Pinches of damage kept enemies at bay as opposed outright dead.

It was rarely helpful to camp and wait for a close up kill with a shotgun. A snap reaction from the opposing player with any weapon took me out as quick as any other weapon. As a team, we were most effective when we determined where would would want to push the opposition and set up defenses around the same plan. As a player, I was most effective with my shotgun, setting up cover, monitoring a few sightlines and points of entry, and deterring enemy players however possible. I didn’t get many kills doing this, but I felt good, like a watch dog. A good watch dog, such a good boy.

I just wish pulling the trigger felt as risky and thoughtful as everything that comes prior.

Total recoil recall

I was 13 the first time I fired a real shotgun. It knocked me on my ass. My ears rang for a few days. I didn’t quite develop affection for the weapon after that—I’ve seen what they can do to a mallard head and it isn’t exactly ‘cool’—but I certainly developed fear-induced respect for a 12-gauge’s destructive area of effect. Which is why I find it strange and slightly off-putting that recoil is hardly noticeable in Siege.

In this situation I was allowed to get trigger happy without much consequence While the player shouldn rsquo t have wandered through the doorway without some kind of check I didn rsquo t really have to consider wildly firing or adjust my aim between pulls

In this situation, I was allowed to get trigger happy without much consequence. While the player shouldn’t have wandered through the doorway without some kind of check, I didn’t really have to consider wildly firing or adjust my aim between pulls.

For a game based on realistic destruction, serious tactics, and set in somber fictional future, it’s weird that the guns aren’t treated with complete weight and consequence. Everything in Siege is so deliberate. It’s been a long, long time since I’ve thought so hard about something as mundane as passing through a doorway, so when I fire a weapon through a wall six times in two seconds until there’s no wall left with little to no effect on my aim, it feels extremely dissonant. If I’m committing to movement, team tactics, and structural reinforcement placements, shouldn’t I also have to commit to each shot? Maybe the fiction assumes my character is such a super soldier that they can recover from recoil without issue, or maybe it’s that the developers wanted to skirt a potentially frustrating mechanic to open the door to more inexperienced players. Either way, it doesn’t sit quite right with me.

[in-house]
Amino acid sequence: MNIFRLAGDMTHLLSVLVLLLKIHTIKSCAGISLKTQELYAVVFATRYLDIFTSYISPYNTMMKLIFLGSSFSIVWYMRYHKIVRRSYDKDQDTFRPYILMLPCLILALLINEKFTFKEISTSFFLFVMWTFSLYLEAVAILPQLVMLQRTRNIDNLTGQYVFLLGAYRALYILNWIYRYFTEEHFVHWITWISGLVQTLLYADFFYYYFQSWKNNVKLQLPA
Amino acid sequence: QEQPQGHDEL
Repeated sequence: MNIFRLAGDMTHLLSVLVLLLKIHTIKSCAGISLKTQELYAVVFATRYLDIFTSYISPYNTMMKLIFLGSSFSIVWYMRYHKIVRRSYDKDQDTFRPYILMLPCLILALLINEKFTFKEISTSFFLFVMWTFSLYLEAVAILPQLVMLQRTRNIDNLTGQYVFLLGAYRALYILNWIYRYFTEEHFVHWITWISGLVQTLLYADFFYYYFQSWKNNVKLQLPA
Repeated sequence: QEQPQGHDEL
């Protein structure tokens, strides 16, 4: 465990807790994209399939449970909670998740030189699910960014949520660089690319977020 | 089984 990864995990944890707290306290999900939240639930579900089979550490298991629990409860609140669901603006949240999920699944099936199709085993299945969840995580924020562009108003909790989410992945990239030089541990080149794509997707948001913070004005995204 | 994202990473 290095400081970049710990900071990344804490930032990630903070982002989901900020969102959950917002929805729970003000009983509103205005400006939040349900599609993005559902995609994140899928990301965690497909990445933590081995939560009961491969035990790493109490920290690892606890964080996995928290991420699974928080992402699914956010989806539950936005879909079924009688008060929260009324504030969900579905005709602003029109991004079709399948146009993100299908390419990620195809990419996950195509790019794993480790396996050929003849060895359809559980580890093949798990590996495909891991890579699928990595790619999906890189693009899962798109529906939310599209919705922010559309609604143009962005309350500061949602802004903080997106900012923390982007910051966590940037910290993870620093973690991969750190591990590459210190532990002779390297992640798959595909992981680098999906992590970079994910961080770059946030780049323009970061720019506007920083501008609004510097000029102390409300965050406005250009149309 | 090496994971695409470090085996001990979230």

I worry that by not going all in on treating each weapon as exactly what it is—a powerful, dangerous, cumbersome device—it’ll be easier for teamwork to fall apart in favor of happy hairtriggers. Still, Rainbow Six: Siege made me think more deeply about almost every facet of using a shotgun than any game in recent memory, and all in conjunction with a team of four other people in a small space under the pressure of time. And the shotgun is just one weapon of many among an assortment of diverse loadouts and levels. The variability here is nuts; I’m forced to actually think and adapt rather than fire willy-nilly into the sky. It was so refreshing to crave fluid communication over a good K/D ratio.

I just wonder whether the weapon design would be more interesting if, say, overcommitting to a few shots had me firing into the ceiling, learning new words from my friends and generating stories through that difficulty, rather than pumping out bullets frivolously. Rainbow Six: Siege is out December 1st, and there'll be a lot more to examine—shotguns and otherwise—when we've got unlimited time with it.


At only 11-years-old, James took apart his parents’ computer and couldn’t figure out how to put it back together again. As an Associate Editor, he’s embarked on a dangerous quest to solve Video Games. Wish him luck.